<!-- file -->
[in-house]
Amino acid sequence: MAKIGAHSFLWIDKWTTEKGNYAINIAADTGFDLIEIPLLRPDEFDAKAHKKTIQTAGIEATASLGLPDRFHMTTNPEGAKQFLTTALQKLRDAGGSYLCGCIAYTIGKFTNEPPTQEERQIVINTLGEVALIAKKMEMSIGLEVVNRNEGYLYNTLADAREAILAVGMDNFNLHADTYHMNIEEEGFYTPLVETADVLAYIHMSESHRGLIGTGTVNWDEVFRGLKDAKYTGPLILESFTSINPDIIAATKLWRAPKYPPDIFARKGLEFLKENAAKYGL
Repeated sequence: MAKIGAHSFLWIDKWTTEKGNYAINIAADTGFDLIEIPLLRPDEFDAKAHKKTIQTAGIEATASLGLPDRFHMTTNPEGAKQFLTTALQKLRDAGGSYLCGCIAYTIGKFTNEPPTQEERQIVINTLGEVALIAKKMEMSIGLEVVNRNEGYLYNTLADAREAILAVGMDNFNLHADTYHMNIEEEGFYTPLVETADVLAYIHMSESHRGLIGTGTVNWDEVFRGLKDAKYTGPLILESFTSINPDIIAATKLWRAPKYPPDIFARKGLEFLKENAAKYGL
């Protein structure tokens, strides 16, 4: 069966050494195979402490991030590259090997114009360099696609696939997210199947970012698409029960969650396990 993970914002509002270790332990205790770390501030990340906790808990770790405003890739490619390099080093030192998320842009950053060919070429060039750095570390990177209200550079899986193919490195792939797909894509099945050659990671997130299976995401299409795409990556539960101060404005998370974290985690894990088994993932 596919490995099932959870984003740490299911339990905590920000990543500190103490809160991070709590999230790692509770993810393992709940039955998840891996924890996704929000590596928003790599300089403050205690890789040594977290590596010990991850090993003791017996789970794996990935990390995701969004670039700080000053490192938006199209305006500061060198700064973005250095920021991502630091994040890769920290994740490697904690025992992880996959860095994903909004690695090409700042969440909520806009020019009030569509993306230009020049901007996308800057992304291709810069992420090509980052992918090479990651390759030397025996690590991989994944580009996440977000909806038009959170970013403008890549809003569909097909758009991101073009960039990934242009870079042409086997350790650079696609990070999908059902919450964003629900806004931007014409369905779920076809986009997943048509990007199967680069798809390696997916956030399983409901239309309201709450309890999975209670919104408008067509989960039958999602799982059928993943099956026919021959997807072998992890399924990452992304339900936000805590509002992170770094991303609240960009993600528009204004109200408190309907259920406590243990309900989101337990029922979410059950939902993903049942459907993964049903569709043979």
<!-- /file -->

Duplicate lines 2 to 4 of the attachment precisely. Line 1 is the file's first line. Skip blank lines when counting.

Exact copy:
Amino acid sequence: MAKIGAHSFLWIDKWTTEKGNYAINIAADTGFDLIEIPLLRPDEFDAKAHKKTIQTAGIEATASLGLPDRFHMTTNPEGAKQFLTTALQKLRDAGGSYLCGCIAYTIGKFTNEPPTQEERQIVINTLGEVALIAKKMEMSIGLEVVNRNEGYLYNTLADAREAILAVGMDNFNLHADTYHMNIEEEGFYTPLVETADVLAYIHMSESHRGLIGTGTVNWDEVFRGLKDAKYTGPLILESFTSINPDIIAATKLWRAPKYPPDIFARKGLEFLKENAAKYGL
Repeated sequence: MAKIGAHSFLWIDKWTTEKGNYAINIAADTGFDLIEIPLLRPDEFDAKAHKKTIQTAGIEATASLGLPDRFHMTTNPEGAKQFLTTALQKLRDAGGSYLCGCIAYTIGKFTNEPPTQEERQIVINTLGEVALIAKKMEMSIGLEVVNRNEGYLYNTLADAREAILAVGMDNFNLHADTYHMNIEEEGFYTPLVETADVLAYIHMSESHRGLIGTGTVNWDEVFRGLKDAKYTGPLILESFTSINPDIIAATKLWRAPKYPPDIFARKGLEFLKENAAKYGL
């Protein structure tokens, strides 16, 4: 069966050494195979402490991030590259090997114009360099696609696939997210199947970012698409029960969650396990 993970914002509002270790332990205790770390501030990340906790808990770790405003890739490619390099080093030192998320842009950053060919070429060039750095570390990177209200550079899986193919490195792939797909894509099945050659990671997130299976995401299409795409990556539960101060404005998370974290985690894990088994993932 596919490995099932959870984003740490299911339990905590920000990543500190103490809160991070709590999230790692509770993810393992709940039955998840891996924890996704929000590596928003790599300089403050205690890789040594977290590596010990991850090993003791017996789970794996990935990390995701969004670039700080000053490192938006199209305006500061060198700064973005250095920021991502630091994040890769920290994740490697904690025992992880996959860095994903909004690695090409700042969440909520806009020019009030569509993306230009020049901007996308800057992304291709810069992420090509980052992918090479990651390759030397025996690590991989994944580009996440977000909806038009959170970013403008890549809003569909097909758009991101073009960039990934242009870079042409086997350790650079696609990070999908059902919450964003629900806004931007014409369905779920076809986009997943048509990007199967680069798809390696997916956030399983409901239309309201709450309890999975209670919104408008067509989960039958999602799982059928993943099956026919021959997807072998992890399924990452992304339900936000805590509002992170770094991303609240960009993600528009204004109200408190309907259920406590243990309900989101337990029922979410059950939902993903049942459907993964049903569709043979």